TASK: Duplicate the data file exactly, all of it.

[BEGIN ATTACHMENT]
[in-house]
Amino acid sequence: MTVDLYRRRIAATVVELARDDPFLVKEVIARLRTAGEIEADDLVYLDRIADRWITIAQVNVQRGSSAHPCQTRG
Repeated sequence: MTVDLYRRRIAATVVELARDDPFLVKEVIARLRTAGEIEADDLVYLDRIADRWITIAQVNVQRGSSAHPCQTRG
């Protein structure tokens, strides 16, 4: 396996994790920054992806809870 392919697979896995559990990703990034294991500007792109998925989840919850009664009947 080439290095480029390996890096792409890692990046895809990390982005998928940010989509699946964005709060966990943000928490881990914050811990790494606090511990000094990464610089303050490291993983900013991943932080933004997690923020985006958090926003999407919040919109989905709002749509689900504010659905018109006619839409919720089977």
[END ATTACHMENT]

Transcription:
[in-house]
Amino acid sequence: MTVDLYRRRIAATVVELARDDPFLVKEVIARLRTAGEIEADDLVYLDRIADRWITIAQVNVQRGSSAHPCQTRG
Repeated sequence: MTVDLYRRRIAATVVELARDDPFLVKEVIARLRTAGEIEADDLVYLDRIADRWITIAQVNVQRGSSAHPCQTRG
């Protein structure tokens, strides 16, 4: 396996994790920054992806809870 392919697979896995559990990703990034294991500007792109998925989840919850009664009947 080439290095480029390996890096792409890692990046895809990390982005998928940010989509699946964005709060966990943000928490881990914050811990790494606090511990000094990464610089303050490291993983900013991943932080933004997690923020985006958090926003999407919040919109989905709002749509689900504010659905018109006619839409919720089977």